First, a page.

Photo by Framesira / Shutterstock.com
Tel Aviv-based QuaDream is a relatively lesser-known alternative to popular spyware vendor NSO Group but as countries scramble to look for Pegasus alternatives, researchers suggest that new spyware from QuaDream is being used to hack iPhones running iOS 14 used by journalists, politicians and a social worker in 10 countries globally using “invisible iCloud calendar invitations sent from the spyware’s operator to victims”.
Researchers at The Citizen Lab and Microsoft Threat Intelligence analysed the Israeli spyware vendors’ iOS malware and found that it can record audio from calls and microphone, take pictures using both the front and rear camera, export or remove keychain items, generate iCloud 2FA passwords, search the device files and database, track location and then clean up after itself and disappear without leaving a trace in the device.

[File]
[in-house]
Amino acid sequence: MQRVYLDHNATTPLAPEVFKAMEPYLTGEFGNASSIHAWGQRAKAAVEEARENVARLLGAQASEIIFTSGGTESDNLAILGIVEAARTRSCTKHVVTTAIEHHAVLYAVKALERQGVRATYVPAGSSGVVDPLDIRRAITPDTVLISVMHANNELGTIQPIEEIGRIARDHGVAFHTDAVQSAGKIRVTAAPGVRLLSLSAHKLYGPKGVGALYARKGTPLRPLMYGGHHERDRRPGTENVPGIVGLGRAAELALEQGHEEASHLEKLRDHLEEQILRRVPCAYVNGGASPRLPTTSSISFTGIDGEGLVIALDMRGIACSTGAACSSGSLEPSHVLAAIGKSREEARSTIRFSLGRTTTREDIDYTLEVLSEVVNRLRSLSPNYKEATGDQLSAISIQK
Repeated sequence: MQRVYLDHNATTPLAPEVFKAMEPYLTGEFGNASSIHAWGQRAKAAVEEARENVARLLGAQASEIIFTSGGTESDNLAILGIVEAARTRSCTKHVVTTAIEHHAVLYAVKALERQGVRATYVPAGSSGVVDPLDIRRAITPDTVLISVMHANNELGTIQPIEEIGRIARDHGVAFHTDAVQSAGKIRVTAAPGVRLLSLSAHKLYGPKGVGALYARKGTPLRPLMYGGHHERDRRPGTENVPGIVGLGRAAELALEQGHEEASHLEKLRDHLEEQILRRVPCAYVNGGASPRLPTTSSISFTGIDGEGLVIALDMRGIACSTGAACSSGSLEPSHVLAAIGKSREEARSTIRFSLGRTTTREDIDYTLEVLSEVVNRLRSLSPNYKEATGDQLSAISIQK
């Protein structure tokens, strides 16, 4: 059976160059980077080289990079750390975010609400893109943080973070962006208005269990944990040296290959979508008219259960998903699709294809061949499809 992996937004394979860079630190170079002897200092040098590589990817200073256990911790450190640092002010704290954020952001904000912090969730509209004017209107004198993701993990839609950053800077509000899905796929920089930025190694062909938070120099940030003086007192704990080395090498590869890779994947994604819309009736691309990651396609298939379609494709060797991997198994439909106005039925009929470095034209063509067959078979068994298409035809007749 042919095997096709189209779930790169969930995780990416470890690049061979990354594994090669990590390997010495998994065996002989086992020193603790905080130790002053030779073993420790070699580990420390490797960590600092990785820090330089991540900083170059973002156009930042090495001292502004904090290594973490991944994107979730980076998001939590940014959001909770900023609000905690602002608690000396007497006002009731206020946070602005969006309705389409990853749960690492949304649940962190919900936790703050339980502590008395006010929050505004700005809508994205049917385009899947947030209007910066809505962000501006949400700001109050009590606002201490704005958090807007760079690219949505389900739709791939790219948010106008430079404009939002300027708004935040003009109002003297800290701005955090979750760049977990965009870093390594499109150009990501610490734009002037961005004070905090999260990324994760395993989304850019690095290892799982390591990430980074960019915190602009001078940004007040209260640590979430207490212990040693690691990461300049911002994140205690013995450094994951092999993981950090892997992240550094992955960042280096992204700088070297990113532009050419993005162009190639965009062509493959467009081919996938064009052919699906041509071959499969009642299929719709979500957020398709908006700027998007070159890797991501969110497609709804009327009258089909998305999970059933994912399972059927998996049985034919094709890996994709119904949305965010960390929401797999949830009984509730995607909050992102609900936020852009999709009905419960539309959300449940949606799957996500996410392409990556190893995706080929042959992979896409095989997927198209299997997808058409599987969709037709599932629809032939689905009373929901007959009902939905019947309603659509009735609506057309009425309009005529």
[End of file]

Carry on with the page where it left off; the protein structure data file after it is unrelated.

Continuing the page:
The researchers also found that the spyware had been used to target journalists, political opposition figures, and an NGO worker in one instance, in North America, Central Asia, Southeast Asia, Europe, and the Middle East.
The operator locations for the malicious payload were Bulgaria, Czechia, Hungary, Ghana, Israel, Mexico, Romania, Singapore, United Arab Emirates, and Uzbekistan. In simpler terms, government or non-government entities in these countries were likely spying using the malware.
The discovered spyware primarily targets devices running iOS 14.4 and 14.4.2, but researchers found out that some of the code can also be used to target Android devices. Moreover, it’s expected that QuaDream will update the payload to target more recent versions of iOS — 15 and 16.
While QuaDreams hasn’t gained the level of notoriety its Israeli counterpart NSO has, in 2021 Haaretz reported that Saudi Arabia was buying spyware from QuaDream.
“Since the malware sample targets iOS 14, some of the techniques used in this sample may no longer work or be relevant on newer iOS versions. However, we assess it’s highly likely that DEV-0196 will have updated their malware, targeting newer versions to account for this,” researchers at Microsoft Threat Intelligence said.
Update [18/04]: QuaDreams has reportedly shut shop after this investigation surfaced
In the News: Samsung employees unwittingly leak internal documents, source code to ChatGPT